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Earlier this year, law student Hazel Heal was on the verge of needing a liver transplant, but this week the virus was all but undetectable in blood tests.
Ms Heal bought drugs in Australia for $3800, when in New Zealand they would have cost $84,000.
Her call comes just days after the Australian Government announced a $1 billion investment in the ground-breaking treatments to help cure the 230,000 Australians living with the disease.
But despite an almost 100% success rate for the new drugs, and an estimated 50,000 sufferers with increasing rates of liver cancer, New Zealand seems unlikely to follow suit.
A Pharmac response to the Otago Daily Times showed funding for the drugs was a low priority.
Ms Heal said she picked up the virus about 30 years ago when she was in her early 20s in ‘‘one of the usual ways we all got it - either being in the wrong place at the wrong time or taking a risk, as 20-year-olds will''.
She was treated twice with interferon, a drug that caused its own health problems, but with no success.
In September this year, after a scan of her liver, she was told ‘‘you need treatment yesterday''.
However, she did not make a liver transplant list, which would have meant government funding of the new generation drugs.
While dealing with that information and studying for first-year law exams, she discovered Australian groups sourcing cheap drugs from India and China.
She found website www. fixhepc.com, which included information on a buyers' club, where people got together to buy drugs from overseas.
She then had a Skype appointment with Tasmanian GP Dr James Freeman.
That, she said, was ‘‘a good 40-minute appointment - he's very, very thorough'', which required blood results and other medical information.
Dr Freeman emailed a prescription, Ms Heal emailed that straight to the buyers' club, and the drugs were on their way to a family member in Australia.
The prescription was for a drug unavailable even for the high price paid in New Zealand, which was ‘‘the gold standard'' for the strain of the disease she had.
The cost was $3800 for a six-month treatment, although Ms Heal said most people with hepatitis C would pay less than half of that, and a shorter treatment period.
The stage of her disease, the genotype and treatment resistance meant she required three drugs for longer, rather than the usual two.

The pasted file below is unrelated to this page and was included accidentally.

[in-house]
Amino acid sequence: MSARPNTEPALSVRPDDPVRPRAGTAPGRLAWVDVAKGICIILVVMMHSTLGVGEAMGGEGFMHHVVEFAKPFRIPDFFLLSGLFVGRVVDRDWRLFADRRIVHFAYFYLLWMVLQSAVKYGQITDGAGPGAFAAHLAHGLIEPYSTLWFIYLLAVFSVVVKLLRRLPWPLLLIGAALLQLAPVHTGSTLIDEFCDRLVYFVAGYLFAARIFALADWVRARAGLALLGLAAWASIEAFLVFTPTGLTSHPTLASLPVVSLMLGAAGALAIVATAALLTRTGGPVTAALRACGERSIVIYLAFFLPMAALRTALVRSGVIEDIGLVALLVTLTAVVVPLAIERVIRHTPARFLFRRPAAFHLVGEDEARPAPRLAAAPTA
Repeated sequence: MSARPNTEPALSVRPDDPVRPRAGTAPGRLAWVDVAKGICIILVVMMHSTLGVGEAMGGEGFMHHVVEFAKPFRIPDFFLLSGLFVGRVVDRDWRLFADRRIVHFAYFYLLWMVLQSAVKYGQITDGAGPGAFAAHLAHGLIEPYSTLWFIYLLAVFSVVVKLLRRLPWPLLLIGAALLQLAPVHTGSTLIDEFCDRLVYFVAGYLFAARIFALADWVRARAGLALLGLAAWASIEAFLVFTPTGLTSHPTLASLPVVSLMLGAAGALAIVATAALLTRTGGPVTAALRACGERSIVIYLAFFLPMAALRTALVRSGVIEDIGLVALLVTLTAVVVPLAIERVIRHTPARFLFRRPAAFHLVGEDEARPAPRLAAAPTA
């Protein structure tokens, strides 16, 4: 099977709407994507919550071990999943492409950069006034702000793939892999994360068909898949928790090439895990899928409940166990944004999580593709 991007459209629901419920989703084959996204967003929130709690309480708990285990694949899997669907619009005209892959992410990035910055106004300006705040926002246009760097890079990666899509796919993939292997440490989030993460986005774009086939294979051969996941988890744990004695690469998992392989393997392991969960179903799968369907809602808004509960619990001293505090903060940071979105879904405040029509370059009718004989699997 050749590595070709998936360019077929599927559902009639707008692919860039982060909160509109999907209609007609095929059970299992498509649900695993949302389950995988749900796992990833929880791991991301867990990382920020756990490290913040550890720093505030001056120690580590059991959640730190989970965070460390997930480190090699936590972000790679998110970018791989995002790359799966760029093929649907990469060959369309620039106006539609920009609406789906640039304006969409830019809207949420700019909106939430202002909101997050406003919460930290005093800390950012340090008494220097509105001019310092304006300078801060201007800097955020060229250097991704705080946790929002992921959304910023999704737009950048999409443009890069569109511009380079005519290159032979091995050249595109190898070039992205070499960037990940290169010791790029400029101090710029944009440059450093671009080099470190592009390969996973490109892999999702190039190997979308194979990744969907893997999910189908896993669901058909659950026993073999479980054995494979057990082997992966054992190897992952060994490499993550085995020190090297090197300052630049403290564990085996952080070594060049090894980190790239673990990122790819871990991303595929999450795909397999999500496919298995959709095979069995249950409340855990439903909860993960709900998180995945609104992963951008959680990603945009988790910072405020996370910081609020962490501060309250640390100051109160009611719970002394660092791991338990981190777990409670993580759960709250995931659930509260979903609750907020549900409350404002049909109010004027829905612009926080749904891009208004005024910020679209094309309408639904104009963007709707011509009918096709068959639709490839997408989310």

She flew to Australia, collected the medication, and began taking the pills on November 14.
Prescribing the medicine was legal, as Dr Freeman was an Australian doctor writing an Australian prescription for drugs encapsulated and tested in Australia.
They could have been posted to New Zealand, but Ms Heal said she was concerned there may be problems, and brought them in herself.
The results had been ‘‘spectacular''.
Now, Ms Heal said she wanted to reach people with the virus to tell them they could be cured too, using the same method.
Her experience had ‘‘imposed a civic duty on me to reach other people''.
Dr Freeman, who charged only the cost of a GP visit, and campaigner Greg Jeffreys, another Tasmanian who set up the buyers' club, ‘‘didn't know me but they've saved my life.
‘‘The pair would be personally responsible for saving the lives of thousands of people.''
Ms Heal said buying the drugs had saved the New Zealand health system hundreds of thousands of dollars, as she would now not require treatment or a transplant.
‘‘It's so sensible to cure people on an eight-week treatment before it gets bad.''
‘‘Every person who takes this step is saving the health system an enormous amount of money.''
Dunedin clinical nurse specialist Margaret Fraser, who works with hepatitis C patients, said people with the virus ‘‘desperately need'' the new drugs.
The number of people with liver cancer was escalating, with higher-than-predicted end-stage liver disease.
As well, people had heard the ‘‘horror stories'' of current treatment interferon and its 50% success rate, and the 97% to 100% success rate of the new drugs.
Government drug buying agency Pharmac chief executive Steffan Crausaz said the agency was actively assessing three different antiviral agents for hepatitis C, and having ongoing discussions with suppliers about funding options.
‘‘These medicines appear to be very effective in many circumstances, with the potential for patients to become disease-free.
‘‘However, funding would be a substantial commitment, which Pharmac needs to consider carefully against all our other funding options.
‘‘The good news is that competition for supply of these treatments may mean they could become available for New Zealanders with hepatitis C.''
The cost to Pharmac to treat the 50,000 New Zealanders with the virus was between $70,000 and $140,000 per patient for a 12-week course.
A Ministry of Health spokeswoman said Daclatasvir, which Ms Heal was taking with two other drugs, was not an approved medicine for supply within New Zealand.
‘‘Authorised prescribers [usually medical practitioners] can arrange for the supply of unapproved products to patients in New Zealand.
‘‘There are several mechanisms by which this can take place.''
Medical practitioners and other healthcare professionals involved in the supply of unapproved medicines or the care of patients using such medicines should be familiar with their obligations with respect to providing an adequate level of care.
Health Minister Dr Jonathan Coleman said the issue was ‘‘a matter for Pharmac''.